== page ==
A revolution is all about a mass uprising. To cook up a revolution, you need a few key ingredients:
- A mass of people with a common cause (it also helps if they’re really pissed off with the status quo).
- An articulation of the cause, ideally presented in a digest or pamphlet form for easy consumption.
- And of course, a way out. In other words, a real, tangible way out of the existing status quo.
The last bullet is key because it’s not enough to just pass off some fantastical scheme to change the world. The way out needs to make sense and be somewhat grounded in reality. In other words, you need to enable and empower the masses. The status quo can really suck but if the masses don’t see a way out and feel confident in it, you’re not going to get that mass uprising.
Notepad.exe Is Mightier Than The Sword
Fifteen years ago or so, the Web showed up and almost immediately, the masses were armed. Just about anyone could quickly make sense of HTML. You could create an experience…with graphics! Soon after, you could add sound (.wav files!) and animation (animated GIF’s!) to really create an amazing (at least it felt that way back then) experience. Let’s forget for a second that anyone in the world could visit your creations. Let’s go back to…oh I don’t know…1989. What would it take to create an entire interactive experience that included content, graphics and sound? Forget word processing documents. You can’t really interact with those. You needed development tools and a computer science degree.
The content explosion that became the Internet eventually would evolve even further as non-programmer types slashed and hacked their way through old-school Active Server Pages. Other technologies like Coldfusion and PHP sought to take the masses even further. You didn’t need a computer science degree to change the world.
Meet The New Boss, Same As The Old Boss
Before you knew it, really exciting things were happening on the web. Web applications were starting to feel like real (i.e. desktop) applications. And the line between the browser and the desktop was getting a whole lot blurrier.
Throughout this Second Coming, various technology leaders began putting forth technologies to truly marry the power and reach of the Web and web services with rich, powerful clients that run on your desktop. In addition, frameworks like JQuery and Prototype have made rich web building a lot easier (thought it’s still pretty hard).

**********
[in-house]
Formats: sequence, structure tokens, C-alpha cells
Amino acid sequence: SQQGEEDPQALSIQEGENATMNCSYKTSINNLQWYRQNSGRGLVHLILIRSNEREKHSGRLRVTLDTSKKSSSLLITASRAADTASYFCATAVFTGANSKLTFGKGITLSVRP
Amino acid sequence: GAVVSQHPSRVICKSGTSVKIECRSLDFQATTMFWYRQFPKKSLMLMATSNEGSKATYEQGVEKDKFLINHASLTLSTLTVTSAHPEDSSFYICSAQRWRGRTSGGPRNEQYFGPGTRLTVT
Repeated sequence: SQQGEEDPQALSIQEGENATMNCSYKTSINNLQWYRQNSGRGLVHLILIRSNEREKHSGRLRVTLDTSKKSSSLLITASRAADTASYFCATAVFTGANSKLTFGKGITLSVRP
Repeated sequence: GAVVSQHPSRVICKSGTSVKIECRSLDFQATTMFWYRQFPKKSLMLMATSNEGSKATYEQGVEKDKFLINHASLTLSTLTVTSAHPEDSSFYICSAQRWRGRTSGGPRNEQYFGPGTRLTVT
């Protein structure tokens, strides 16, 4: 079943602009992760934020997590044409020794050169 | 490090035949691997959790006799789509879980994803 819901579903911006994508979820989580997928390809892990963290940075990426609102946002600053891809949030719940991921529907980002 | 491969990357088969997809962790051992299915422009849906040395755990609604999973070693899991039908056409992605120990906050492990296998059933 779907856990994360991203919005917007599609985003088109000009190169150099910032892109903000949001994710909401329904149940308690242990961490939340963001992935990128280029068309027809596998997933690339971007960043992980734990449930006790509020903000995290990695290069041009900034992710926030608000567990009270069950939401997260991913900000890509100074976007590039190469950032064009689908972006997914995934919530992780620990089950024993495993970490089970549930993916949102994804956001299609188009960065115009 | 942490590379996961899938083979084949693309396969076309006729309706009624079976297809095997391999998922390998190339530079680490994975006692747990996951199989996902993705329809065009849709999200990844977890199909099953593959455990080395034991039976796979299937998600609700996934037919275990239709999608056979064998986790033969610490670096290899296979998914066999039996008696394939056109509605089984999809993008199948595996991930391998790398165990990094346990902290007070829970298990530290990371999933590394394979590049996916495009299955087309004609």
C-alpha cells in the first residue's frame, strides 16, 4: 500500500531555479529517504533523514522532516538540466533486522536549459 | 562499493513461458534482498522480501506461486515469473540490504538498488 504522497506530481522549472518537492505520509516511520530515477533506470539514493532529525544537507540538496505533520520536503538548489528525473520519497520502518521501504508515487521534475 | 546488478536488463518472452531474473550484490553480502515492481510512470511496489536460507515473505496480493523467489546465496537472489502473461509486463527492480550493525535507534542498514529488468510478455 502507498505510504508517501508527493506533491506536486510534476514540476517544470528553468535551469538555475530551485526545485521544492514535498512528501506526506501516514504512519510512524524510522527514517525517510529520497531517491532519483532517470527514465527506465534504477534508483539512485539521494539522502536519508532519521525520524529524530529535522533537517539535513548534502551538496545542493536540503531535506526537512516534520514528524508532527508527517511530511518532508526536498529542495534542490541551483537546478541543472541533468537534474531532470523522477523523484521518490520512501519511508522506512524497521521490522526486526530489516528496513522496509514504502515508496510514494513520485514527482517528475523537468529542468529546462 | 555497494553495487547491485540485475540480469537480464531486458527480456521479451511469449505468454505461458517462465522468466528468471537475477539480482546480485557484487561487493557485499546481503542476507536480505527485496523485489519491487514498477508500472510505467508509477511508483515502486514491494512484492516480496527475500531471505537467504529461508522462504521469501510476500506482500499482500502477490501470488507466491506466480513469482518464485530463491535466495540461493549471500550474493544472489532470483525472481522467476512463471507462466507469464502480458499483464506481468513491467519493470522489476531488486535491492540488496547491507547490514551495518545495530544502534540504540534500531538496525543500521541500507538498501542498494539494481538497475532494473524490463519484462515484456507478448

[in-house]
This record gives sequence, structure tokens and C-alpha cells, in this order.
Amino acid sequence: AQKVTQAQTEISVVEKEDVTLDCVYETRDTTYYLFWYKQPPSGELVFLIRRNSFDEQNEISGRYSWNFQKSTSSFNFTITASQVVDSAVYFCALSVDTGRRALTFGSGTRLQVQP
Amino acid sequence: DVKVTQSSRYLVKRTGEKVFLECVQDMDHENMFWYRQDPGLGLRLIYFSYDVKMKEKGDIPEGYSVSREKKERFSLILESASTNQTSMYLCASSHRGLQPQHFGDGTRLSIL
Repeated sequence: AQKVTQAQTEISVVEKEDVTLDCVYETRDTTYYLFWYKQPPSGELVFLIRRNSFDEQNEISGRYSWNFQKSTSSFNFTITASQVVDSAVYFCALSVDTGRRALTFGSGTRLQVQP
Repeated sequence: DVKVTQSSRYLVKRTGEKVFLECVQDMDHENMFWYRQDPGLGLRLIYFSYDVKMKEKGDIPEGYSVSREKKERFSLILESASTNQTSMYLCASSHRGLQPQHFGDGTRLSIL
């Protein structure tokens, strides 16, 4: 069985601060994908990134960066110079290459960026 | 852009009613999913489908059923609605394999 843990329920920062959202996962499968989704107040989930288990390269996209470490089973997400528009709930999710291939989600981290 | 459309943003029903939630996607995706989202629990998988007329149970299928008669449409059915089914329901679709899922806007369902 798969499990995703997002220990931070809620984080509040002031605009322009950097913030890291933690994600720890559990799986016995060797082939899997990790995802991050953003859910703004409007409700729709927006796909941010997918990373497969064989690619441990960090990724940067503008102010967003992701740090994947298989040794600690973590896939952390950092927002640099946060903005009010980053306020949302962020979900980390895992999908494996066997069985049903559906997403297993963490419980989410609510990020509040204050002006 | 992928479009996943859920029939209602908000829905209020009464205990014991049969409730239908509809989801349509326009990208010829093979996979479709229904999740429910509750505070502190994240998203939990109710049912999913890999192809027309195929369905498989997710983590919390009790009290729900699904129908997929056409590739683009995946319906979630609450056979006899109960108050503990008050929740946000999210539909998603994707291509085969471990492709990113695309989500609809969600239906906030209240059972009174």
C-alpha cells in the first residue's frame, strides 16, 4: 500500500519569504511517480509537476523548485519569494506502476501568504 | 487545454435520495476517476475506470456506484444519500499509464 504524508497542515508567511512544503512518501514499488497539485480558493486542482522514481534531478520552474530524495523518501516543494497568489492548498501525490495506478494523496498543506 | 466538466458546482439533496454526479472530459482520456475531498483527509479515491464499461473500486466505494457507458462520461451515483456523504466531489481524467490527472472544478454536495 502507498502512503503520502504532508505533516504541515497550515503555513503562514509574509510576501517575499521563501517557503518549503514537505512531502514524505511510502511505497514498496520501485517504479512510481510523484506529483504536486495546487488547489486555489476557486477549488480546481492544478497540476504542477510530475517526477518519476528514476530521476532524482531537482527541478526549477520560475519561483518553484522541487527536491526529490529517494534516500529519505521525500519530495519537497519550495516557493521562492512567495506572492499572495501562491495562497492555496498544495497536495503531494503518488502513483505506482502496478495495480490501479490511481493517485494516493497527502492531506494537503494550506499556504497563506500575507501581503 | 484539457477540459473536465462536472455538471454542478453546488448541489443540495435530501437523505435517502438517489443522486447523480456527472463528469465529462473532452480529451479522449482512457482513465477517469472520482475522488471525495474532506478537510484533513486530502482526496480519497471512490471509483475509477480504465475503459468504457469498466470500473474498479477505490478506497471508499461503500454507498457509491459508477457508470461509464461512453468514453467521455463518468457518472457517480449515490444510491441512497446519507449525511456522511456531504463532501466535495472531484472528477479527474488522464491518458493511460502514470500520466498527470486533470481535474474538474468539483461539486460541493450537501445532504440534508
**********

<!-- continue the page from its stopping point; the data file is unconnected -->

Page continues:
And so the race has begun to convince the masses to yet again join another revolution. There’s just one problem: there is no way out this time. The scepter has been handed back to the former ruling class. To really create exciting things, you need a computer science degree. Actionscript 3, the backbone of technologies like Flash, Flex and Adobe AIR is a full-blown strongly-typed programming language. Microsoft’s Silverlight and WPF simply arm the masses that are already building .Net desktop applications.
How important is empowerment? Why not just let the computer scientists do their thing? It’s important because when you empower the masses, you discover new conduits towards invention that you would never otherwise reveal. The Web today is a great example of this.
"Take Everything You’ve Learned And Chuck It Out The Window"
So what can lead to empowerment? Let’s revisit the good’ol tags that got everybody giddy in the first place. Here’s how you drop an image into a web page:
- <img src="[the location of your image file goes here]" />
I’m of course excluding a whole bunch of optional attributes (width, height, etc.). Now let’s see how you drop images in Adobe Flex:
- <mx:Image id="loader1" source="logo.jpg"/>
Microsoft’s XAML is a real beauty. At first it seems somewhat innocuous:
- <Image Width="200" Source="myimage.jpg"/>
But it turns out this is the bad way to do it (i.e. it uses up more application memory). Here’s the proper way (comments are Microsoft’s, not mine):
- <Image Width="200">
Now here’s the near-miss from Mozilla’s XUL:
- <image src="images/banner.jpg"/>
So problem number one: the mass
es have a already invested a ton of knowledge in an existing markup language. Yes, we’ll no doubt have to augment it to accommodate all the new fancy stuff, but why mess with what people already know (and technical reasons do not count)?
Weapons Of Mass Adoption
Beyond leveraging what people already know, the real damage is caused by abandoning the philosophy that made the web so accessible to so many in the first place. Let’s play God and create a few new tags:
- <minimize action="toTray">
- <audio href="…">
- <video href="..>">
- <map zipcode="10017" height="…" width="…">
- <slideshow> … </slideshow> (used like the <ol> or <ul> tags.
- <div draggable="true">
- <image resizeable="false">
- <widget href="…" width="…" height="…">
You get the idea. On top of this, you could implement existing web code to do some new and exciting things. An RSS feed? It’s a perfect alerting system. Just add a couple of attributes that turn on intermittent desktop alerting as new updates.
There are many other examples. I’m sure programmers will scoff at the "gross oversimplification" of these suggestions. But guess what, that’s what the Web 1.0 revolution was all about: gross oversimplification. The brilliance of the invention was not some algorithm or infrastructure change. It was the handful of readable instructions that made the web accessible to a much broader audience.
The Adobe’s and Microsoft’s of the world should take heed. If you really want a revolution to happen, start paying attention to the masses that do not know a lick of object-oriented programming and start handing them the weapons. Yeh they’ll fumble at first, but before you know it you’ve got an army.